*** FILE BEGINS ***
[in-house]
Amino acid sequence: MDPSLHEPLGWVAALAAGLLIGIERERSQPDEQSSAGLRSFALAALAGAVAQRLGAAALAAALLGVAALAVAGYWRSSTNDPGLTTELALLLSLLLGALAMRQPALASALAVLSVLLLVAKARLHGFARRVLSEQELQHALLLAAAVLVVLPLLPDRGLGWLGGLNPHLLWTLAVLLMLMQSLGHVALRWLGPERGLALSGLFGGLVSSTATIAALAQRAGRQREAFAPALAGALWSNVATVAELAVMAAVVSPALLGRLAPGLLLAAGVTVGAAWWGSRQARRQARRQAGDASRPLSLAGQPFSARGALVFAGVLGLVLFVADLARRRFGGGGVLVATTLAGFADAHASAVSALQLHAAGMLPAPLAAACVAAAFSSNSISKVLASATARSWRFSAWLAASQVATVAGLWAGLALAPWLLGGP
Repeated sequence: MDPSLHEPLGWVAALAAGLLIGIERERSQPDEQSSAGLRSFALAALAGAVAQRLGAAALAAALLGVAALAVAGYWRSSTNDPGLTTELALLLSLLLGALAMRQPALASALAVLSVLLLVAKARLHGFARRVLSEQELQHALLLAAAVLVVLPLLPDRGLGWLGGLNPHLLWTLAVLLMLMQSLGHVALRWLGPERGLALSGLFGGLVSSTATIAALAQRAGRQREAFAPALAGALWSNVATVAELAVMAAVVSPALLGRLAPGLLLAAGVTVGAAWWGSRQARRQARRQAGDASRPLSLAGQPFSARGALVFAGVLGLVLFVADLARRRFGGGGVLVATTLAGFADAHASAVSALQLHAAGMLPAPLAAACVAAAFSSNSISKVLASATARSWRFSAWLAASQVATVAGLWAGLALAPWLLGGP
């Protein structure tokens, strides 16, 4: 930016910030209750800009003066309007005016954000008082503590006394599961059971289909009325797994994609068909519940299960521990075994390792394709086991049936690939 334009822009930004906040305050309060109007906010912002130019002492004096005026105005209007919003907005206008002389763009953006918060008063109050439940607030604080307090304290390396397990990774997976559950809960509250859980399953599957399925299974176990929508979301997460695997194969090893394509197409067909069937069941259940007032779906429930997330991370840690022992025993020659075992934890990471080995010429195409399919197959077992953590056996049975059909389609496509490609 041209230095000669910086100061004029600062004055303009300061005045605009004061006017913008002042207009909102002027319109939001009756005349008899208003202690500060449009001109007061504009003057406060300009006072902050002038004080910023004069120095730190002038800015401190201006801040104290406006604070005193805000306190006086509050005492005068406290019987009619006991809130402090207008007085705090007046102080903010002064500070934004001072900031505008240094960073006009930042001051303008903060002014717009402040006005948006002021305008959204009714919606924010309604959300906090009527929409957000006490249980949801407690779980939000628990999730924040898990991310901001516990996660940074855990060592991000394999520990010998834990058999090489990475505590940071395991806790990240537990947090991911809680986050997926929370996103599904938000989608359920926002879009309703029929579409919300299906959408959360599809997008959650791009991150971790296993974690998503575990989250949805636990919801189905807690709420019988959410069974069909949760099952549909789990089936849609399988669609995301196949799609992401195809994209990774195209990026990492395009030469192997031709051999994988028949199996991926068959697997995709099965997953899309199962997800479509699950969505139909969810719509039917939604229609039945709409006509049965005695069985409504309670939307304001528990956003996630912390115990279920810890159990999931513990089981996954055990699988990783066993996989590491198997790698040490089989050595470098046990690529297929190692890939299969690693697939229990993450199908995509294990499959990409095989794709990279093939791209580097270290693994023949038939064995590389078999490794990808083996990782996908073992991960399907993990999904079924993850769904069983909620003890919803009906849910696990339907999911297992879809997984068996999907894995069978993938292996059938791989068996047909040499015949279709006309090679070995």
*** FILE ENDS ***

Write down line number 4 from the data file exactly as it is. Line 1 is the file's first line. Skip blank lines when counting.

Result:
């Protein structure tokens, strides 16, 4: 930016910030209750800009003066309007005016954000008082503590006394599961059971289909009325797994994609068909519940299960521990075994390792394709086991049936690939 334009822009930004906040305050309060109007906010912002130019002492004096005026105005209007919003907005206008002389763009953006918060008063109050439940607030604080307090304290390396397990990774997976559950809960509250859980399953599957399925299974176990929508979301997460695997194969090893394509197409067909069937069941259940007032779906429930997330991370840690022992025993020659075992934890990471080995010429195409399919197959077992953590056996049975059909389609496509490609 041209230095000669910086100061004029600062004055303009300061005045605009004061006017913008002042207009909102002027319109939001009756005349008899208003202690500060449009001109007061504009003057406060300009006072902050002038004080910023004069120095730190002038800015401190201006801040104290406006604070005193805000306190006086509050005492005068406290019987009619006991809130402090207008007085705090007046102080903010002064500070934004001072900031505008240094960073006009930042001051303008903060002014717009402040006005948006002021305008959204009714919606924010309604959300906090009527929409957000006490249980949801407690779980939000628990999730924040898990991310901001516990996660940074855990060592991000394999520990010998834990058999090489990475505590940071395991806790990240537990947090991911809680986050997926929370996103599904938000989608359920926002879009309703029929579409919300299906959408959360599809997008959650791009991150971790296993974690998503575990989250949805636990919801189905807690709420019988959410069974069909949760099952549909789990089936849609399988669609995301196949799609992401195809994209990774195209990026990492395009030469192997031709051999994988028949199996991926068959697997995709099965997953899309199962997800479509699950969505139909969810719509039917939604229609039945709409006509049965005695069985409504309670939307304001528990956003996630912390115990279920810890159990999931513990089981996954055990699988990783066993996989590491198997790698040490089989050595470098046990690529297929190692890939299969690693697939229990993450199908995509294990499959990409095989794709990279093939791209580097270290693994023949038939064995590389078999490794990808083996990782996908073992991960399907993990999904079924993850769904069983909620003890919803009906849910696990339907999911297992879809997984068996999907894995069978993938292996059938791989068996047909040499015949279709006309090679070995």